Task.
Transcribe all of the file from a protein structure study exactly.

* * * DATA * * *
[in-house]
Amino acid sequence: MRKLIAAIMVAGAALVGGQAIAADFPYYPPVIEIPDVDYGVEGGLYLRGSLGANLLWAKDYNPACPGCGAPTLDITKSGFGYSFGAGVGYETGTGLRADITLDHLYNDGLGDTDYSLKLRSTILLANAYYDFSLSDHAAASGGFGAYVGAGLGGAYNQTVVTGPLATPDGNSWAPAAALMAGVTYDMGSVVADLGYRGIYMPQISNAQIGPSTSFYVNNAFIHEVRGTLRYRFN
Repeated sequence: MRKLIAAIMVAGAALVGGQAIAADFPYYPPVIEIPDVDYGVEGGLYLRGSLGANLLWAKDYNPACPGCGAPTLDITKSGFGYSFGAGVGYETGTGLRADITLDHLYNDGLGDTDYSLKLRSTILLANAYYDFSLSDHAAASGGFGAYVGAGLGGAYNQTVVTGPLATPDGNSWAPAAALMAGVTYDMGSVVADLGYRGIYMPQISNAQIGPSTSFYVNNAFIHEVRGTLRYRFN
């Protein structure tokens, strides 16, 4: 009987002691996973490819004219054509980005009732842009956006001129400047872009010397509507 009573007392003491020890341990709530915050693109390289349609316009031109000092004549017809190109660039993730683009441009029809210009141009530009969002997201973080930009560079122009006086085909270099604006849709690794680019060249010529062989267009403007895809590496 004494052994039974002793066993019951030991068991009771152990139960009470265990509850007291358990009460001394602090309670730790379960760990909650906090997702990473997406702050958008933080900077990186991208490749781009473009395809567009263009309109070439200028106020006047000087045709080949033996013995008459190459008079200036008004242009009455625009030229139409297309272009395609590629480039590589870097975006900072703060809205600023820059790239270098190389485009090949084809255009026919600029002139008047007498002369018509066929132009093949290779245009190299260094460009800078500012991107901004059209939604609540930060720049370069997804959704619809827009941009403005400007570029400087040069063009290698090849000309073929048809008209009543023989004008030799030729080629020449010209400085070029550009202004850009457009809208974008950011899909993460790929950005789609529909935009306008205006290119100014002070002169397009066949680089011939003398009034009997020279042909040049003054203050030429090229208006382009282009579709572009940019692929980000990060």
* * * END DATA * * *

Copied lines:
[in-house]
Amino acid sequence: MRKLIAAIMVAGAALVGGQAIAADFPYYPPVIEIPDVDYGVEGGLYLRGSLGANLLWAKDYNPACPGCGAPTLDITKSGFGYSFGAGVGYETGTGLRADITLDHLYNDGLGDTDYSLKLRSTILLANAYYDFSLSDHAAASGGFGAYVGAGLGGAYNQTVVTGPLATPDGNSWAPAAALMAGVTYDMGSVVADLGYRGIYMPQISNAQIGPSTSFYVNNAFIHEVRGTLRYRFN
Repeated sequence: MRKLIAAIMVAGAALVGGQAIAADFPYYPPVIEIPDVDYGVEGGLYLRGSLGANLLWAKDYNPACPGCGAPTLDITKSGFGYSFGAGVGYETGTGLRADITLDHLYNDGLGDTDYSLKLRSTILLANAYYDFSLSDHAAASGGFGAYVGAGLGGAYNQTVVTGPLATPDGNSWAPAAALMAGVTYDMGSVVADLGYRGIYMPQISNAQIGPSTSFYVNNAFIHEVRGTLRYRFN
């Protein structure tokens, strides 16, 4: 009987002691996973490819004219054509980005009732842009956006001129400047872009010397509507 009573007392003491020890341990709530915050693109390289349609316009031109000092004549017809190109660039993730683009441009029809210009141009530009969002997201973080930009560079122009006086085909270099604006849709690794680019060249010529062989267009403007895809590496 004494052994039974002793066993019951030991068991009771152990139960009470265990509850007291358990009460001394602090309670730790379960760990909650906090997702990473997406702050958008933080900077990186991208490749781009473009395809567009263009309109070439200028106020006047000087045709080949033996013995008459190459008079200036008004242009009455625009030229139409297309272009395609590629480039590589870097975006900072703060809205600023820059790239270098190389485009090949084809255009026919600029002139008047007498002369018509066929132009093949290779245009190299260094460009800078500012991107901004059209939604609540930060720049370069997804959704619809827009941009403005400007570029400087040069063009290698090849000309073929048809008209009543023989004008030799030729080629020449010209400085070029550009202004850009457009809208974008950011899909993460790929950005789609529909935009306008205006290119100014002070002169397009066949680089011939003398009034009997020279042909040049003054203050030429090229208006382009282009579709572009940019692929980000990060």